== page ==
Well-known civic rights activist Mizanur Rahman’s narration of his harrowing experience of being picked up by police and tortured under custody, published in this newspaper’s online version on June 15, gives us some disturbing snapshots of the unlawful actions of our law enforcement agencies.
When Bangladesh needs to show that it has been listening to the concerns about respecting human rights and upholding the rule of law, it has done quite the opposite.
The questions suggested by Foreign Minister AK Abdul Momen for the US ambassador to Bangladesh were a repetition of unverified claims made by some politicians in their public speeches.
Elon Musk, a self-proclaimed free-speech absolutist and the world’s richest man, is the new king of Twitterdom.
The recent publication of the drafts of two long-awaited legislations on regulating the usage of internet in Bangladesh have stoked some debate on their likely impact on both the citizens and businesses.
Writer Mushtaq Ahmed paid the ultimate price for his freedom of expression, and it’s a matter of shame for us all that it happened in the year of the Golden Jubilee of Bangladesh’s independence.
At the beginning of the current millennium, the world celebrated the visible empowerment of citizens through digital technology due to emergence of social media platforms and search engines.
The one issue dominating British politics for weeks is nothing other than the partying going on at the heart of the government, at 10 Downing Street, the office-cum-residence of the prime minister.
Can anyone remember such degradation of a constitutional body like what our Chief Election Commissioner (CEC) KM Nurul Huda has done?
The sudden approval of a draft Election Commission law by the cabinet certainly gives the government and the ruling party a powerful public relation tool, as they can claim they have done what no other party even attempted in the last 50 years.
The extraordinary assurance that no journalist will be arrested immediately under the Digital Security Act (DSA) without a summon seems to be an attractive solution to the concerns and fears created by its random abuse to suppress critical voices in the media.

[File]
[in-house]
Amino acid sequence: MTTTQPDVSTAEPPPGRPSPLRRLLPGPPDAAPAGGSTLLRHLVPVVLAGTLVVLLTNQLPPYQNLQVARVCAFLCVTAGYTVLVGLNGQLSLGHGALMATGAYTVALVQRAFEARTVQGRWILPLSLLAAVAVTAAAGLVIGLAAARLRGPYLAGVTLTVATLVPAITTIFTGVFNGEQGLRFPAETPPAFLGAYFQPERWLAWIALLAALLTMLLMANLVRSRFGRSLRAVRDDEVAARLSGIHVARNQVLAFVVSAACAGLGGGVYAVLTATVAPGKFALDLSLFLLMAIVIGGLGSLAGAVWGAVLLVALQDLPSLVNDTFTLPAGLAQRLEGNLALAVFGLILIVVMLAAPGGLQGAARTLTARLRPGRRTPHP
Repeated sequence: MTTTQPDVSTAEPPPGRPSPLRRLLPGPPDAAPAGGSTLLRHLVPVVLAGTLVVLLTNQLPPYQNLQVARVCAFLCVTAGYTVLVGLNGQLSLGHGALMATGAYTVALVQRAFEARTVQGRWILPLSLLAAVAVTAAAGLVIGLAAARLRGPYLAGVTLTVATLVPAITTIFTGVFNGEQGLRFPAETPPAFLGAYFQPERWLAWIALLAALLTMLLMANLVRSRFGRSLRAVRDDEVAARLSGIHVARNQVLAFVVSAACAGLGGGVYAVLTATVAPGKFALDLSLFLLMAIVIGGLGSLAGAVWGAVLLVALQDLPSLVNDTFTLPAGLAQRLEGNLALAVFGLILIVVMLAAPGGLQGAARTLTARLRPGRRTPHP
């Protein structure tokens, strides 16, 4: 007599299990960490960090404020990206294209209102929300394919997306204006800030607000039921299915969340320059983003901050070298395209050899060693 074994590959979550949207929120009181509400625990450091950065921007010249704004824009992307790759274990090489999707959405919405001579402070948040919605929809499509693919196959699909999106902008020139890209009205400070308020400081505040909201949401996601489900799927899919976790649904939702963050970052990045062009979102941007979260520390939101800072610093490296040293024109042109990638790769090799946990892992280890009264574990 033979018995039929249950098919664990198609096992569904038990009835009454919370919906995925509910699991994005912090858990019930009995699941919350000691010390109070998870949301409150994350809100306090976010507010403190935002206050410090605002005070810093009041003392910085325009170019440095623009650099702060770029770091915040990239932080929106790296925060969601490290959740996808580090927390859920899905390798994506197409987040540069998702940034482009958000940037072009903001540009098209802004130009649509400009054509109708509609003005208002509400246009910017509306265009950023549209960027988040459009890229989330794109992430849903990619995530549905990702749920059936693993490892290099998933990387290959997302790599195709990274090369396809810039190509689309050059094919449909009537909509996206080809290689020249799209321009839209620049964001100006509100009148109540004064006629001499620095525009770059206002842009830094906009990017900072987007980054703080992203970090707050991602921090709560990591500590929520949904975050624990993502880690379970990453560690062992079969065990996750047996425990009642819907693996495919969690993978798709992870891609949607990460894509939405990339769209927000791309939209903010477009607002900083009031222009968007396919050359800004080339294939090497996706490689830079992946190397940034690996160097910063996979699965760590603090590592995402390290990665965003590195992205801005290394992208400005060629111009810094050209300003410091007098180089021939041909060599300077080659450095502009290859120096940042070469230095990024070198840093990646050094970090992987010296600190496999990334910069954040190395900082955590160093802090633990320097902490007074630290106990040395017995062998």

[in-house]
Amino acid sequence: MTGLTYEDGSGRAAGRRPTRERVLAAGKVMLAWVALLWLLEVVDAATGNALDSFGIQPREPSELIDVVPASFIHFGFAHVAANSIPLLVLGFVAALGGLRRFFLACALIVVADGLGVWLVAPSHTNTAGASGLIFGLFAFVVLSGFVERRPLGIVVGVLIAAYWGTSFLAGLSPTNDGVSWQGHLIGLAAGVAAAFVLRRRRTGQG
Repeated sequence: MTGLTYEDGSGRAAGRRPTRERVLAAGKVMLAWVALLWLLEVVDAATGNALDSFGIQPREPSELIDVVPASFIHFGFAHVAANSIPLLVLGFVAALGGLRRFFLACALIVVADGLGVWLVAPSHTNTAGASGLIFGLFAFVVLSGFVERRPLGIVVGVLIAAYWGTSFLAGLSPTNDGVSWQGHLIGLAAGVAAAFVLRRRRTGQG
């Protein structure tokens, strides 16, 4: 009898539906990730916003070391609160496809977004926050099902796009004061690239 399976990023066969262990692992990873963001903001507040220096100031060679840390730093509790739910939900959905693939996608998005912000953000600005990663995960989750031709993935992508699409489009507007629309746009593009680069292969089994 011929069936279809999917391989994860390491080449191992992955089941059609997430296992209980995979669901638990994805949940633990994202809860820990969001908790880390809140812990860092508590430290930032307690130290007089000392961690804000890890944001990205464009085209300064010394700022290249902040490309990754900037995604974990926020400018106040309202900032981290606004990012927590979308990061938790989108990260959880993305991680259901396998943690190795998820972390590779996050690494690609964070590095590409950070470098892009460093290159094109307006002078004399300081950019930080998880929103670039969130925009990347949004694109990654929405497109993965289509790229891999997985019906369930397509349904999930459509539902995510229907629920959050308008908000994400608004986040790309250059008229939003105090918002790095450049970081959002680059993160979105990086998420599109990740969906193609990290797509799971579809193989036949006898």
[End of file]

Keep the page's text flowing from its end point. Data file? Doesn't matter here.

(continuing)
It seems that some of us are quite intrigued by the results of the Union Parishad (UP) elections that show official nominees of the ruling party, Awami League, having lost in a big way.
Bangladesh’s elite law enforcement force, the Rapid Action Battalion (Rab), which has been subjected to a sanction by the US, has now been applauded by the same government for its role in tackling terrorism, according to some media reports.
Video footage and reports have been emerging daily on both traditional and social media exposing how violent and intimidating our elections have become.
When Indian-born Muslim cricketer Nasser Hussain captained the England team, no one could have imagined that after nearly two decades, the game would be facing a storm of this magnitude and compel the wider society to confront one of the most sensitive issues: racism.
London Mayor Sadiq Khan has done something daring to tackle air pollution in his city. First, he experimented with an Ultra-Low Emission Zone (ULEZ), with an area designated as a congestion charging area about 25 years ago.
The takeover of Newcastle United, an ailing English club, by a consortium led by a Saudi-backed investment fund, has once again stoked a passionate debate on sportswashing.
Maria Ressa of the Philippines and Dmitry Muratov of Russia have won the Nobel Peace Prize for their relentless struggle to protect freedom of expression.
It was 50 years ago today when hundreds of Londoners flocked to Sadler’s Wells theatre to show their support and donate to the cause of Bangladesh’s Liberation War.
Imagine a scenario where a restaurant chain, famous for chicken dishes, is forced to shut down dozens of its outlets due to supply shortage.
Years of campaigning and legal challenges have finally given some hope to thousands of international students, including Bangladeshis, subjected to historical injustices since 2014 over a wrongful allegation of cheating in English tests.
The ongoing Tokyo Olympics is the latest sporting event where the trend of taking the knee by players has made its way in.
It was in the era of President Nixon when commercial import and selling of second-hand garments became an obvious alternative to millions of Bangladeshis who could not afford new outfits.
Imagine a scenario where players are being booed for making gestures that contain a political statement, but when play resumes and the players clinch stunning successes, spectators in the same gallery go wild in celebrations.